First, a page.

Healer Episode 18: Elder strikes back

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After the victory of the good guys in Episode 17, Elder and his forces strike back with a vengeance, putting our key protagonists’ reputation and lives in jeopardy. It’s always satisfying when the good and bad guys are equally matched, keeping us as viewers on our edge as they continue to outwit and outsmart each other. We know that the good guys will eventually emerge victorious, but the characters of Elder and Moon Shik have been sufficiently built up such that we know they are forces to be reckoned with.

Several episodes earlier, I spoke about how Moon Shik seems to be numbed to the evil that he does when he cremates Teacher’s ashes and talks about how he needs to help Jung-hoo and Young-Shin socialise. In this episode, we witness the process of his downfall, which starts off with an unfortunate incident with The Farmers, that results in Gil-han being murdered by them. Following that, Moon-Shik falls into the hands of Elder’s men and they gradually brainwash him into accusing Joon-seok of the murder. The sequence of him gradually being brainwashed is brilliantly acted by Son Seong-won. He initially starts off trembling and afraid, then becomes compliant and listless, but by the end, he’s alert and sharp, falsely accusing Joon-seok of the murder with such conviction and clarity. This is even more brilliantly juxtaposed with a scene of Moon-shik reading a book as he remembers what happened, completely unshaken by that memory as he picks up a biscuit crumb. It’s such a brief scene, but so chilling and scary as we see how far Moon-shik has fallen. When he lies to Myung-Hee about suspecting Joon-seok all this while and being glad that Moon-ho’s broadcast clarified it all, he says it without even batting an eye-lid. His soul has become so corrupt and perverted that he can no longer distinguish truth from lies.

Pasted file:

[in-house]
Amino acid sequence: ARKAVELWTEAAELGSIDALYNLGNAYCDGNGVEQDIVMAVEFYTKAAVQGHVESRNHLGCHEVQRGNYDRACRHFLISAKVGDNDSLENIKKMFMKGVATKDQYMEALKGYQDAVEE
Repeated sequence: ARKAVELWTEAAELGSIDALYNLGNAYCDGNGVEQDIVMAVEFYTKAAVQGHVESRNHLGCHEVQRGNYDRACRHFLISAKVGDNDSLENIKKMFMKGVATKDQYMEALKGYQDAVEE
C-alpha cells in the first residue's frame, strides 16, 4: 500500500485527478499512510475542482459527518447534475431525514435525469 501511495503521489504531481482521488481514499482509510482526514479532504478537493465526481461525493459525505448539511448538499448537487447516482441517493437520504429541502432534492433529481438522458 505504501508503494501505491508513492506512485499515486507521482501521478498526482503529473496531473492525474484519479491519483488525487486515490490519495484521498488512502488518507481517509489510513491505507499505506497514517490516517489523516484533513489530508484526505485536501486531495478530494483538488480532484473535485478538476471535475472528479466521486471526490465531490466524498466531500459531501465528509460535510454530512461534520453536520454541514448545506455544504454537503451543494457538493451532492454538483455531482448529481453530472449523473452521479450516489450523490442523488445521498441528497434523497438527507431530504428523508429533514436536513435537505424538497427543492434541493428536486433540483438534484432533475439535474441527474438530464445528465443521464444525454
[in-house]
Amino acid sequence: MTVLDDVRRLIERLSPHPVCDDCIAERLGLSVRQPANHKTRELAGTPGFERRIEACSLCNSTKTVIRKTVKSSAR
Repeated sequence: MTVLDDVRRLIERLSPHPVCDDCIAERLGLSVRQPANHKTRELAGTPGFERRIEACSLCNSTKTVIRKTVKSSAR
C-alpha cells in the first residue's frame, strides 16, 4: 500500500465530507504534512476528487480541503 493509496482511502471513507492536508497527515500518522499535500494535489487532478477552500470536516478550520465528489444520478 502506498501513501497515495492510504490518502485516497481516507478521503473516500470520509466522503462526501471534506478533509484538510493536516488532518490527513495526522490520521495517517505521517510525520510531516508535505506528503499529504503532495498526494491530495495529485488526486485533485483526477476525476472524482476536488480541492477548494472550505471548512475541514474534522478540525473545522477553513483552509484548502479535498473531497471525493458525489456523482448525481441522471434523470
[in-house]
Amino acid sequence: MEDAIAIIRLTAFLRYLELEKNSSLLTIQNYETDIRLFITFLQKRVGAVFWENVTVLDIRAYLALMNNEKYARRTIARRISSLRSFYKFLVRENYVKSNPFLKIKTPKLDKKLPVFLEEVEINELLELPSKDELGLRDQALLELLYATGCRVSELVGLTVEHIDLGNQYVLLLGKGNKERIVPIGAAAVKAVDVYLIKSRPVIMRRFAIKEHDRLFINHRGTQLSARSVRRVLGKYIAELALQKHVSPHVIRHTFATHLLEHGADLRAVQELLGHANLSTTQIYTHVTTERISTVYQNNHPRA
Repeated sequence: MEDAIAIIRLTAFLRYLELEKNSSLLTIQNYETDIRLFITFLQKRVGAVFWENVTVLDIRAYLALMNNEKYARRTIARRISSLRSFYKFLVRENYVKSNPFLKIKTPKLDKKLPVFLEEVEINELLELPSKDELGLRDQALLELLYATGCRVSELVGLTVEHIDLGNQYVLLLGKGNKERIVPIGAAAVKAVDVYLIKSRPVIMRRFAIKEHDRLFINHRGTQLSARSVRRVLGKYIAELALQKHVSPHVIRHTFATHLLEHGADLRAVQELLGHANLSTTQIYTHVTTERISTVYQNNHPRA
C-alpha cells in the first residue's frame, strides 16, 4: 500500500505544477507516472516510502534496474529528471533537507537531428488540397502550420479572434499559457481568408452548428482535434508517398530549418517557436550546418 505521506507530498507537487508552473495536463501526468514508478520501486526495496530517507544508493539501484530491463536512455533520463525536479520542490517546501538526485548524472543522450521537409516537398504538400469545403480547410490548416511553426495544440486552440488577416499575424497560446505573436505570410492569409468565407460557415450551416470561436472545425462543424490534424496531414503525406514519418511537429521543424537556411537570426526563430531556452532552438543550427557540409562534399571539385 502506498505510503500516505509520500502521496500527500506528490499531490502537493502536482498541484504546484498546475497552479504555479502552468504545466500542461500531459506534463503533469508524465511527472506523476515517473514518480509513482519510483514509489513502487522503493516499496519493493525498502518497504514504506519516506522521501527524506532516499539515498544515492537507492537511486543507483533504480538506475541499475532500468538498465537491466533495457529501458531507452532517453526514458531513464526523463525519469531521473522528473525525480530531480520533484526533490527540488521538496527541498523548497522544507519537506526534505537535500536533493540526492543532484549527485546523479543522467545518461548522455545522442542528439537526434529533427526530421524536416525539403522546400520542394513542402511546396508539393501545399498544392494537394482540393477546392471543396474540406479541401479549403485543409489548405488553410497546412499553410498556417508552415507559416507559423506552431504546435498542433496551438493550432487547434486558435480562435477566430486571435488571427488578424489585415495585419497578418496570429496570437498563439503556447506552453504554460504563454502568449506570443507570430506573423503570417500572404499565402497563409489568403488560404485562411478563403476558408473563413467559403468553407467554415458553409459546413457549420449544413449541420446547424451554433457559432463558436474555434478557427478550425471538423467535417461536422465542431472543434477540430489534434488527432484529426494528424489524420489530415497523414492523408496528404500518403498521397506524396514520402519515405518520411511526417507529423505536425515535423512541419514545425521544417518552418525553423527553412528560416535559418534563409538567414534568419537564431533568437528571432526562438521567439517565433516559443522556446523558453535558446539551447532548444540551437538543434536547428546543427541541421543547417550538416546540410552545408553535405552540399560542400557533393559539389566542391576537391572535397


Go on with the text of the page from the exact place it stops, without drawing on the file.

When he later on decides to change the script completely for the broadcast with Min-jae, it completely throws Moon-ho off his game because Someday will no longer be able to counter his responses through their broadcast. Moon-shik manages to twist the whole story of the illegal broadcast station to his benefit and honestly, it’s such an intelligent and cunning move because it manages to portray himself as a defender of free press while also completely discrediting everything that Moon-ho and Someday has claimed. With all the tapes in Moon-Shik’s hands, Moon-ho is also left without any counter-attack and can only express his rage and frustration.

All the intensity and excitement of the battle between Moon-ho and Moon-shik is nicely contrasted with the light-hearted and fun storyline of Jung-hoo’s adjustment to living as a “normal person”. This leads to many funny scenes that are too numerous to list, the best ones being his encounter with Young-Shin in her room where she tells him what a normal boyfriend will do, and his subsequent encounter with Young-Shin’s dad which Young Shin listens on to while eating ice-cream. I loved also how the whole Someday team rallied around Jung-hoo and cheered him on for a job well done, because it represents the first time he’s ever had a community affirming his work. Having personally loved Bong-Soo’s character, I was glad to see the return of “Bong-Soo” in this episode too as he awkwardly responds to all the warmth shown by the Someday team and also cowers in fear in response to Young-Shin’s dad.

Underlying all the humour and fun is a serious exploration of identity, which began in episode 15 when he asked Min-ja who the real him was and whether it even exists. When observing Bong-soo’s acceptance by the Someday team, Moon-ho tells Young-shin that living like a normal person is hard, to which Young-shin responses that “I think living like other people means not knowing what you’re doing. What’s so great about that?”, which is so true. Previously as Healer, Jung-hoo’s life was clear and straightforward – all he needed to do was to take instructions from Min-ja, with the ultimate goal to earn enough money to buy himself an island. As a “normal person”, he now needs to understand the rules of society and live by them. It means getting able to win people over not just by completing missions, but by being savvy in human relationships and engaging people.